Tony Reid is better known as Anthony Reid, author of ten non-fiction historical works on Southeast Asia, including the much-read and translated Southeast Asia in the Age of Commerce, c.1450-1680. He has taught Southeast Asian history at universities in the US (Yale, UCLA, Hawaii) and Australia (ANU), as well as Malaysia, Indonesia and Singapore. He now lives in Canberra, Australia. Mataram is his first work of fiction.
Mataram follows the story of Englishman Thomas Hodges, after he seizes a chance at glory by being the first to venture ashore from his East India Company ship when it arrives in Java. Will he find success, or die forgotten with some Javanese kris or Portuguese poignard between his ribs? The key seems to lie with his captivating female interpreter Sri, but he can only keep both her and his Englishness by inventing a mission from King James to the mysterious great ruler of the interior, in the region known as Mataram.
In Mataram, Thomas and Sri find a kingdom poised to decide its destiny. A rich Hindu-Buddhist past of gods and spirits now confronts a sterner Islam, and pushy Europeans offering both science and God. For Hodges and Sri, survival alone will be a challenge, reconciling survival and desire with conscience in this mysterious spiritual landscape, impossible.
So, over to Tony…
Does everybody, or at least everybody who reads novels, ponder whether they could write one themselves? I certainly had been pondering it for several decades before I seemed to have the leisure, or was it the desperation, to get seriously into it.
My day job has long been as an historian of Southeast Asia, so it’s not a big jump to historical fiction. Just add an attractive couple and their romance, and stir -right? Then why has it taken nearly a quarter-century since I wrote what was meant to be the first sentence?
The lightbulb moment that got me started on the Mataram idea was reading James Clavell’s Shogun 40 years ago. That made it look easy. Pick an exotic locale, as historically accurate as possible, and then produce some foreign, preferably English, eyes to provide the vantage point on that world. There were plenty of models in my field. The first generation of European explorers of the Indies - Portuguese in the early 16th century, English and Dutch in the early 17th - wrote in lively wonder of what they found.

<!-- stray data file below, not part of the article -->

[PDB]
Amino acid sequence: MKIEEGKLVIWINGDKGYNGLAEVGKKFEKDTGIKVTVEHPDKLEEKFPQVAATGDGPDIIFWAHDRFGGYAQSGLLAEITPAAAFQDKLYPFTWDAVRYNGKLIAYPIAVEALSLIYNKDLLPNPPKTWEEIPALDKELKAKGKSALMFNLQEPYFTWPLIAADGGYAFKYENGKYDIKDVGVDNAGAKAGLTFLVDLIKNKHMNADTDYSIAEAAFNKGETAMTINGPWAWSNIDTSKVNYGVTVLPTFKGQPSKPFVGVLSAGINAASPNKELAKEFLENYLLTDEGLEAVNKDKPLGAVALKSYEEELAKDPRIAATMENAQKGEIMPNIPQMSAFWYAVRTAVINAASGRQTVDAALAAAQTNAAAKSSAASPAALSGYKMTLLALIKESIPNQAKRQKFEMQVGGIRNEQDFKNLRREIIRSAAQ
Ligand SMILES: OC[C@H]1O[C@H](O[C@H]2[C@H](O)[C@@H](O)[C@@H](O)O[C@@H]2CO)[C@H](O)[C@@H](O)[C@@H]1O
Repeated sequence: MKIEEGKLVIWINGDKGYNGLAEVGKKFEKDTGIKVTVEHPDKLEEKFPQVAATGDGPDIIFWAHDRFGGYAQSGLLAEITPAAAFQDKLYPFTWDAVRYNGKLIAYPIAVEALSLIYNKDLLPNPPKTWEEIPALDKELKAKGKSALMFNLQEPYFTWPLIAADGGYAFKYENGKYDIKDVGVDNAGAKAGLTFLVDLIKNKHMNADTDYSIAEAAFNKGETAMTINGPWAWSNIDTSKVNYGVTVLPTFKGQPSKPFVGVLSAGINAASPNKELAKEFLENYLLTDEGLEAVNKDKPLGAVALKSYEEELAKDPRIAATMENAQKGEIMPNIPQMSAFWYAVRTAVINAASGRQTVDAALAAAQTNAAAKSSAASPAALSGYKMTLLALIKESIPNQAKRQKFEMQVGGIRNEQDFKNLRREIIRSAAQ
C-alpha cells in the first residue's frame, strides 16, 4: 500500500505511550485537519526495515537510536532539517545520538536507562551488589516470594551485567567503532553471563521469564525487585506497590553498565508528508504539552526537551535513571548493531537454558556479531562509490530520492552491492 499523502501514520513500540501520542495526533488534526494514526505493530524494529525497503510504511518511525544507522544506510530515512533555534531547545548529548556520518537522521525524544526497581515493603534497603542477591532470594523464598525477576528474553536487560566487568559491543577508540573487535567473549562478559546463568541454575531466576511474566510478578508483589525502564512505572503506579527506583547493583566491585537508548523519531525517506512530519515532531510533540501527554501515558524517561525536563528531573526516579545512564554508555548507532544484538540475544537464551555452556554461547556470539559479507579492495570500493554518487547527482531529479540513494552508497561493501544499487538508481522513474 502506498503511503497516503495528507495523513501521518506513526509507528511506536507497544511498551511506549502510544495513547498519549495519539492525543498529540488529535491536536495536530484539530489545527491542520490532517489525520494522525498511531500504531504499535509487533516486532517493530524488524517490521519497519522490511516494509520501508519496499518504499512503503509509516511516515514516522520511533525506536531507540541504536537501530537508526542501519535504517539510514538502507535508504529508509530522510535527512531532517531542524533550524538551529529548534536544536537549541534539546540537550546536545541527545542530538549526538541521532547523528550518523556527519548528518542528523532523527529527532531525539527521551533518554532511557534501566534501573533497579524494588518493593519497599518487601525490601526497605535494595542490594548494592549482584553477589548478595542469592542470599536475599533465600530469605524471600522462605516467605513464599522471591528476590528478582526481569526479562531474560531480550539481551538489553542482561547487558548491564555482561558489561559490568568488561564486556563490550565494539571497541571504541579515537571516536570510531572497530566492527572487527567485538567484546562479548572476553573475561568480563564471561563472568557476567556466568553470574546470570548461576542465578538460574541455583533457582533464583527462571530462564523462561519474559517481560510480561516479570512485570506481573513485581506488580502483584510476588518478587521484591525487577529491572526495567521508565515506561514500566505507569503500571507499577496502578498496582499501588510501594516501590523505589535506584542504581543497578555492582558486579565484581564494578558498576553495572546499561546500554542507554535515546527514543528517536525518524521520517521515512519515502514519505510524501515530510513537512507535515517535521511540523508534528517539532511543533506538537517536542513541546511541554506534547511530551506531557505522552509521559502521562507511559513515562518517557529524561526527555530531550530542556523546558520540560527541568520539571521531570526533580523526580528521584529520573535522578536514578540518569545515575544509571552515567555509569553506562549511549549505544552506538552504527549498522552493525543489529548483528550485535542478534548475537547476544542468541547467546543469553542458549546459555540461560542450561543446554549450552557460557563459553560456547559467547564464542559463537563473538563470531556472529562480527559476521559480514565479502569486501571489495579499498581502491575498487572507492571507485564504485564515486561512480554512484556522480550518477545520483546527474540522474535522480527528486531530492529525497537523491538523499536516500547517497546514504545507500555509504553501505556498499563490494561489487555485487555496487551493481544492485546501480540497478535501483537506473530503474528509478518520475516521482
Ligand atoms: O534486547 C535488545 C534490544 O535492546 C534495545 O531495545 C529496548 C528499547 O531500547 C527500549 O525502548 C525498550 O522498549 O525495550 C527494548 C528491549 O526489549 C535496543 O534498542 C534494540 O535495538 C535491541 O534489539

But historians just don’t know how to write novels. Learning the art of dialogue, and the management of suspense, and how to produce a dramatic denouement are all challenging enough. But we are also handicapped by a lifetime of negotiating that fine line between fact and creativity according to one exacting craft, and then playing it again by different rules.
As learning experiences go, it was a lot of fun. I fell in love with my fictional characters - an opportunistic English East India Company servant, a Cornish Jesuit, and a multilingual, confident and, of course gorgeous, Javanese lady of Banten. Their journey became my journey; their humiliations and triumphs became mine; I wept when they died.
Language was a major issue, as it is still today for somebody like myself coping with Indonesia as a research field. My Englishmen had to learn first Malay, the lingua franca of trade (ancestor of the national languages of Indonesia and Malaysia), then Javanese as the only language spoken in the interior. Meanwhile they operated in Portuguese, which had become in the 16th century another lingua franca for dealing with Europeans and many Indians, Arabs and Japanese. Moving between fluency in one language and stumbling incoherence in another was necessarily part of the journey. Once my man Hodges got off his ship, the Red Dragon, he had to leave his English behind. Without being heavy-handed, I had to hope that readers understood that his relative ease in Portuguese was rendered as English, while the new languages retained much of their strangeness.
The early 1600s, when the novel is set, was a time of crisis as well as opportunity for Java. International Muslims, Chinese, Portuguese, Dutch and English not only brought new wealth, ideas and technology as they contended for the pepper and spices of the Indies. Each also brought their own conflicting ideas of the cosmos. The Javanese fortunately were accustomed to embracing plural ideas, convinced that outer difference cloaked an inner ultimate truth. Like many today, what they found difficult was coping with the newcomers’ idea that only one such idea could be right.
Details: Mataram is published in paperback and eBook by Monsoon Books. Priced in local currencies.